但很显然，这种情况并没有阻止苹果在手机市场的最大对手——三星开发自己的智能手表，以对抗传说中的苹果产品。三星移动业务执行副总裁李永熙最近接受《彭博新闻》（ Bloomberg News）采访时表示，三星已经“在智能手表开发准备了很长时间，”并“正全力以赴地为它做好各项准备。”
微软的个人用品集团（Personal Objects Group）总经理比尔•米切尔2002年曾这么吹嘘了SPOT一番：“想想看，有这么一款旅行闹表该有多方便。它除了能准确显示时间和自动适应不同时区外，还能用你最喜欢的WMA编码音乐叫醒你，能显示你想走的旅行路线上的道路封闭信息，还能发出紧急信息。”
Apple and Samsung's purported desire to create a "smart" watch to pair with their smartphones seems to be an incredibly dumb idea. The two, usually wise, companies would be making a grave mistake entering the low-margin cellular accessory market, where the competition is fierce and the barriers to entry are incredibly low. Furthermore, the utility of such a device seems questionable, likely appealing to a limited subset of consumers of unfashionable geeks and pudgy weekend warriors.
Rumors that Apple (AAPL) is developing a watch to pair with its iPhone have been swirling around for a while now. The word on the street in Silicon Valley is that the company has about 100 designers working on the product. Nevertheless, there has been little in the way of substantive proof to back up the assertions—no leaked photos, just questionable Photoshop mockups.
But that apparently isn't stopping Samsung, Apple's biggest rival in the handset market, from developing a smartwatch of its own to counter the phantom Apple product. Lee Young Hee, Samsung's chief executive, told Bloomberg News in an interview that his company has been, "preparing the watch product for so long," and that Samsung was, "working very hard to get ready for it."
It is unclear what a "smartwatch" by either Apple or Samsung will actually do, but it doesn't take the brainpower of 100 gifted Apple product engineers to figure it out. That's because there are already a bevy of "smartwatches" on the market and they pretty much all do the same thing.
The watch, usually inlaid in a tacky plastic band, connects to a smartphone via Bluetooth to deliver notifications from your phone to its tiny screen. The watch will alert you if you have an incoming call, by displaying the name and number of the contact, and some even display text messages. The watch can also control some apps and the phone's music player, as well. Oh, and they all can tell you the time, too.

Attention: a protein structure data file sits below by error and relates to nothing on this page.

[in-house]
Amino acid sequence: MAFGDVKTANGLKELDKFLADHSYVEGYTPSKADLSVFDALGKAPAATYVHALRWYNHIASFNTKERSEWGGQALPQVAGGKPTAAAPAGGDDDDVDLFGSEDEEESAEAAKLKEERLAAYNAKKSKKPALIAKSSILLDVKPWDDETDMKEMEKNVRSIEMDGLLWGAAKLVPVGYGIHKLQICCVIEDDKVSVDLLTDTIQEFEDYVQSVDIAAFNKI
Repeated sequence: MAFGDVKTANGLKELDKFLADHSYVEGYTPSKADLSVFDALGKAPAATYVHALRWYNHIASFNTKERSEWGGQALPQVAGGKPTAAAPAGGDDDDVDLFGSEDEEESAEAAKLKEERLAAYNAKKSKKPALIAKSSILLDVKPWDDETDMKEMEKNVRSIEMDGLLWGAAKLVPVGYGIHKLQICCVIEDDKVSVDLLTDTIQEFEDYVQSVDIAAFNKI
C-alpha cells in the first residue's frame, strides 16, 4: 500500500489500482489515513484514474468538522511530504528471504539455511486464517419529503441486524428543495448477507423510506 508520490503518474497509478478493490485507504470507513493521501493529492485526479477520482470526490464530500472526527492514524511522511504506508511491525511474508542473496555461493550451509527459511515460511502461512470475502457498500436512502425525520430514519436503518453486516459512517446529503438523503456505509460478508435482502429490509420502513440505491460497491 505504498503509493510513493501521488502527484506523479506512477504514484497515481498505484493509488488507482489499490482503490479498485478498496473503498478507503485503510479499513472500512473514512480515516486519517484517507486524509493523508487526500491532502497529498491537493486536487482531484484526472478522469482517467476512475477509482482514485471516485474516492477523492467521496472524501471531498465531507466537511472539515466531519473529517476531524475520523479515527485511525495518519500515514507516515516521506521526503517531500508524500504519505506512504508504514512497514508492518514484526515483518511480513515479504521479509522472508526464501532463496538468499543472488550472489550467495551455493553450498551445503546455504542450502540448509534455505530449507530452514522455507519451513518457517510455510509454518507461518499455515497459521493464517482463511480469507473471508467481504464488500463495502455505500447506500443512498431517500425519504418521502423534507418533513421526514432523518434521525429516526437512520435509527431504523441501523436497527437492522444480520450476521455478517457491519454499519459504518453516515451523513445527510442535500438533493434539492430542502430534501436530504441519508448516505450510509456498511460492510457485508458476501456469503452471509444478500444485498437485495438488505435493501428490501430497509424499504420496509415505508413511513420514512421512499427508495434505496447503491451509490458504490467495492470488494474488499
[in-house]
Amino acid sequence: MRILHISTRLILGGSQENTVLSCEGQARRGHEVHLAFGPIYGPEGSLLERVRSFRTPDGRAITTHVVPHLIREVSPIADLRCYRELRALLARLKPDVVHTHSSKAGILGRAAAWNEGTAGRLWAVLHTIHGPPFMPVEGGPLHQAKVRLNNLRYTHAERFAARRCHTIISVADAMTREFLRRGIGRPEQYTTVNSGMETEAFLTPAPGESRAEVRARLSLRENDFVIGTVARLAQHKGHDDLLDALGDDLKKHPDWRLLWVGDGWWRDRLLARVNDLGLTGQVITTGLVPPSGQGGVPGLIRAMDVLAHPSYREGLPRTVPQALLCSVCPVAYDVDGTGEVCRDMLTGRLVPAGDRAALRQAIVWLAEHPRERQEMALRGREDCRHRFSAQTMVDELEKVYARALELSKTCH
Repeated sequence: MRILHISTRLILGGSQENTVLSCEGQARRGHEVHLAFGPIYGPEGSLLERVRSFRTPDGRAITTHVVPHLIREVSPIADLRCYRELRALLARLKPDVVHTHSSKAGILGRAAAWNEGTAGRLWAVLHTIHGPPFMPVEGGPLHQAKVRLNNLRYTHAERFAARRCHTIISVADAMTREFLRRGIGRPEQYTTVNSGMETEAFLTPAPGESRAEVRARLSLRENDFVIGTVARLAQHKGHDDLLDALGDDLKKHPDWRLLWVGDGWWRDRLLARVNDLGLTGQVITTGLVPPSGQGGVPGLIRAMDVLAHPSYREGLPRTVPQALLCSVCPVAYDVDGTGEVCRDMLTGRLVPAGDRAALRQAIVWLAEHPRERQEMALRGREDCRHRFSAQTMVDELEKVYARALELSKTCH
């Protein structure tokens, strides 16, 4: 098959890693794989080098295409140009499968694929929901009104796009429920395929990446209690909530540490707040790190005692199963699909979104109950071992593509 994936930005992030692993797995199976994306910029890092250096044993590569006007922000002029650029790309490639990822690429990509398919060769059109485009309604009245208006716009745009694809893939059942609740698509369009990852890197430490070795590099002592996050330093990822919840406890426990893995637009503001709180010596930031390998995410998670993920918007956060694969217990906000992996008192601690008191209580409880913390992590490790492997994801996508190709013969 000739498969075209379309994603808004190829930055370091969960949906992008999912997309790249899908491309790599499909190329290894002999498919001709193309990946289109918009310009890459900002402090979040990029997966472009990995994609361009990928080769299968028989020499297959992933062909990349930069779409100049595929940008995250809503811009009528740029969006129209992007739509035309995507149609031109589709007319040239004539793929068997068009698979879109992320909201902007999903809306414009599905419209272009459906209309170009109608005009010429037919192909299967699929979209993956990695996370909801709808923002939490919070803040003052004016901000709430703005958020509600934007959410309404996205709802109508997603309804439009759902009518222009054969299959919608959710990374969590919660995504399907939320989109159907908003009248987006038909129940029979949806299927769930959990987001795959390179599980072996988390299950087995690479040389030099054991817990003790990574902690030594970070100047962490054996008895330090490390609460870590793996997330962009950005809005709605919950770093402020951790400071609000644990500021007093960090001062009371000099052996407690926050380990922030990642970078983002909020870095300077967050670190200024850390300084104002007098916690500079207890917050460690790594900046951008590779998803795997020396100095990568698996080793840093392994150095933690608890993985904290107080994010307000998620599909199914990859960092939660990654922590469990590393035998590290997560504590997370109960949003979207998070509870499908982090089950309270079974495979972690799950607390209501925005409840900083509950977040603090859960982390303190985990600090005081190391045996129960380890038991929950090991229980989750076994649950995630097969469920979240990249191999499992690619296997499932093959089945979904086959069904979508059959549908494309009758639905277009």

The idea of a smartwatch isn't new. Microsoft (MSFT), the king of failed digital products, rolled out its "SPOT" smartwatch to much fanfare in 2002 only to see it crater a few years later. The SPOT used FM radio signals to deliver real-time information to the watch, such as weather, traffic and sports scores. It didn't link up with your phone. (Back then, phones were still dummies.)
"Imagine how handy it would be to have a travel alarm clock that, in addition to telling time very accurately and auto-adjusting to time-zones, could also wake you to your favorite WMA-encoded music, display information about road closures along your expected travel route, and deliver urgent messages," Bill Mitchell, general manager of the Microsoft Personal Objects Group, said about the SPOT watch in 2002.
Its hard not to laugh now. But having access to that information from your watch in 2002 would have been pretty cool. Today, though, you can get that info and much more via your smartphone. The SPOT service ran users $60 a month and required wearing a clunky watch–both negatives in the eyes of consumers. When wireless providers began offering cheap data plans wrapped with their phone, the SPOT watch was basically doomed.